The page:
Norwegians have no tradition of taking on fixed-rate mortgages, with the overwhelming majority of banks making mostly adjustable-rate mortgages that follow the interest rate market. Now, with interest rates set to remain low, fixed-rate loans have suddenly become popular.
“We’re experiencing an incredible demand for fixed-rate mortgages,” Monica Haftorn Iversen of Fokus Bank told newspaper Aftenposten. She said that around 35 percent of the bank’s new mortgages made in September carried fixed rates, compared to just 6 percent in May.
The fixed-rate loans are more expensive, with rates around a half-point higher than the current adjustable rates of around 4 percent in return for some interest-rate stability. The term fastrente (fixed rate) is relative, though, and banks aren’t offering the kind of fixed-rate loans made in the US that had a 30-year term. Banks in Norway are offering their “fixed rates” for just five years, and normally only on amounts up to around 75 or 80 percent of the home’s market value.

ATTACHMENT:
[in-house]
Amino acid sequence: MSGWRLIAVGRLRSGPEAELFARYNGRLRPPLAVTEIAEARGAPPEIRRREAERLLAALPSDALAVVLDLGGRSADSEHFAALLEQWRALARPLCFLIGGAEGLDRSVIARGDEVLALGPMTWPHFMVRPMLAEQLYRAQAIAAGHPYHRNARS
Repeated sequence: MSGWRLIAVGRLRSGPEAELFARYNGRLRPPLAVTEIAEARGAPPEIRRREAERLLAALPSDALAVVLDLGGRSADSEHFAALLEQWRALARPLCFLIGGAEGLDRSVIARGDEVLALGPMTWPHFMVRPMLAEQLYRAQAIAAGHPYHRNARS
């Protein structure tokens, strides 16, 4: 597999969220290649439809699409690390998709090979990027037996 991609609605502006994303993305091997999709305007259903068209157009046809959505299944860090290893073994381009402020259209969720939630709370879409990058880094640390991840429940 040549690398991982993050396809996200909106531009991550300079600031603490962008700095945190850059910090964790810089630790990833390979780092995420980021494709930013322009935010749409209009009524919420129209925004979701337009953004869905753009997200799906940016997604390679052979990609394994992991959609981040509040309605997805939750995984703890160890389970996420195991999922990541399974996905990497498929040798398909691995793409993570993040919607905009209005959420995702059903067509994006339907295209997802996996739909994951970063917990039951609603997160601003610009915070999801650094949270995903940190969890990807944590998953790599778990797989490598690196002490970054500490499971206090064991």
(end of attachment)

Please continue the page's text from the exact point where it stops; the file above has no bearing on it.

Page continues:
Views and News staff